By Jake Stukenberg, NFU Intern

The most definitive aspect of the cooperative business model is that the members or producers own the business. This allows producers to drive their cooperative into the direction that benefits the producers, not private interests of outside stakeholders. With this power of directive comes the greater responsibility to stay active, the ability to have your voice heard, and the power to dictate how the business is operated.

When you become a member-owner of a farm cooperative, you have a responsibility to produce, patronize, and encourage others to use the cooperative’s services. In most cases, you also must continuously provide products for the cooperative to sell or market for a cooperative to continue operating.

If the market for the products sold by your cooperative begin to dwindle, this does not mean that it’s time to abandon ship. The need for the business should be assessed and adjusted based on local markets.

Aside from providing products for the cooperative to sell or market, a member-owner is responsible for learning how cooperatives are operated. They cannot give proper input to a board of directors, effectively recruit new member-owners, or advocate for the cooperative business model without  some background knowledge. A member-owner should know the definition, principles, and practices of a cooperative, the history of the business model, bylaws and articles of incorporation, operating polices, etc. This will help make a better educated and prepared membership base for new members to follow confidently.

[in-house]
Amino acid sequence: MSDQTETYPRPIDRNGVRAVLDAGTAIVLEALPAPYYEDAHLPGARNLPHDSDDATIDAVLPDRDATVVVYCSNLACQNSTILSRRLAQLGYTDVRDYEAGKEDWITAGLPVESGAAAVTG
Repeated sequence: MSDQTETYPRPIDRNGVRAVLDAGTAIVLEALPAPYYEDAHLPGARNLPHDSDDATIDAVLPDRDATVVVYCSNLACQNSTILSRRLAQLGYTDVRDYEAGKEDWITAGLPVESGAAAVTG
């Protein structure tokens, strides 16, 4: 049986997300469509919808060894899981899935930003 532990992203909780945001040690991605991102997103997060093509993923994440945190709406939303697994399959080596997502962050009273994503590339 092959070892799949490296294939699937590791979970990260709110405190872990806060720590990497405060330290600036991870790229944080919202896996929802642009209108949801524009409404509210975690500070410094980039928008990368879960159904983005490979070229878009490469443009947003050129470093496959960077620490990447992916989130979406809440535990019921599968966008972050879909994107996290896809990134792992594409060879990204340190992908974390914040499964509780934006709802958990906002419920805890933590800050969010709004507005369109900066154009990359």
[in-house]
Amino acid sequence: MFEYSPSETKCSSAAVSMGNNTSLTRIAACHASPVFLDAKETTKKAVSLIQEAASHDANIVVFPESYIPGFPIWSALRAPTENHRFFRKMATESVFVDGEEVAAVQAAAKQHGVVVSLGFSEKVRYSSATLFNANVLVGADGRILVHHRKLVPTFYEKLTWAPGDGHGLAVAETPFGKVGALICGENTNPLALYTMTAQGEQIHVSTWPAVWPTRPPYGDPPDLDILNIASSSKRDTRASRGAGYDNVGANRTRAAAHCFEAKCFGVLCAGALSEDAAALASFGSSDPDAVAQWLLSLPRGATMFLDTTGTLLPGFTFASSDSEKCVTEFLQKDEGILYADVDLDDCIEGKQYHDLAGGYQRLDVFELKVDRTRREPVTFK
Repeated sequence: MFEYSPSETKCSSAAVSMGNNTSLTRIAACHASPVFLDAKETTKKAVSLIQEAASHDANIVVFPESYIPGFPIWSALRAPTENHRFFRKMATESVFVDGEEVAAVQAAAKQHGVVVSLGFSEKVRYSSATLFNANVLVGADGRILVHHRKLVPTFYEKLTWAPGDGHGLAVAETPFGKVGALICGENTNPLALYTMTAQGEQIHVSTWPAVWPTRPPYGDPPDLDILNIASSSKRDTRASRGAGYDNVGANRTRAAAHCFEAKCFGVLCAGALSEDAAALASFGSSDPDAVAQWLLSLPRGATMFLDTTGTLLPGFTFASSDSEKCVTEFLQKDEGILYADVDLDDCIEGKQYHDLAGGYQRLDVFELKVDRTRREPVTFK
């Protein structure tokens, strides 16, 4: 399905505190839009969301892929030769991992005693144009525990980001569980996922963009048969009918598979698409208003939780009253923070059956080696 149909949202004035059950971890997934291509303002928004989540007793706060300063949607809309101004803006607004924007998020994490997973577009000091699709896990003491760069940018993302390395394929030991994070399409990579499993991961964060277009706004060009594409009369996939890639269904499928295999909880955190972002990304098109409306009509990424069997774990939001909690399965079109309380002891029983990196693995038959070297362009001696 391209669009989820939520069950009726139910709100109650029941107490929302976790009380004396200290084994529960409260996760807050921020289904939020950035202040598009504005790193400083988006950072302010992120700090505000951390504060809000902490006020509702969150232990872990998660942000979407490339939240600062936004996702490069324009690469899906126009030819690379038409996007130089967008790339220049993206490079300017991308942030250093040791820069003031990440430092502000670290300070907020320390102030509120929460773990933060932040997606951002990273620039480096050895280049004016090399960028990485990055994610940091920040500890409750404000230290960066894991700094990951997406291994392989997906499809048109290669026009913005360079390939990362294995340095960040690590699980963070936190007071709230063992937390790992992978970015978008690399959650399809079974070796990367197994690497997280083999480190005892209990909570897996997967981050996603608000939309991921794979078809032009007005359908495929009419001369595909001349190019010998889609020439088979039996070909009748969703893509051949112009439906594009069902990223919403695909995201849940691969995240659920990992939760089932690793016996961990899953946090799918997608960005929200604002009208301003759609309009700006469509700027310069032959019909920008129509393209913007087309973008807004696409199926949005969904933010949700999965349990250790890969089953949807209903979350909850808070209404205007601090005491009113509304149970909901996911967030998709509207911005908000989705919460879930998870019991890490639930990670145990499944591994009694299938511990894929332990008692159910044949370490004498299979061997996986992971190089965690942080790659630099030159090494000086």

Member-owners are responsible for more than just contributing to the business. They should also be the educators, the policy-makers, and the managers. This is what makes the business model so innovative – it gives the power to the people most directly affected.

Are you a member-owner of a cooperative? Share your experiences managing, educating, or advocating for your business in the comment section below.


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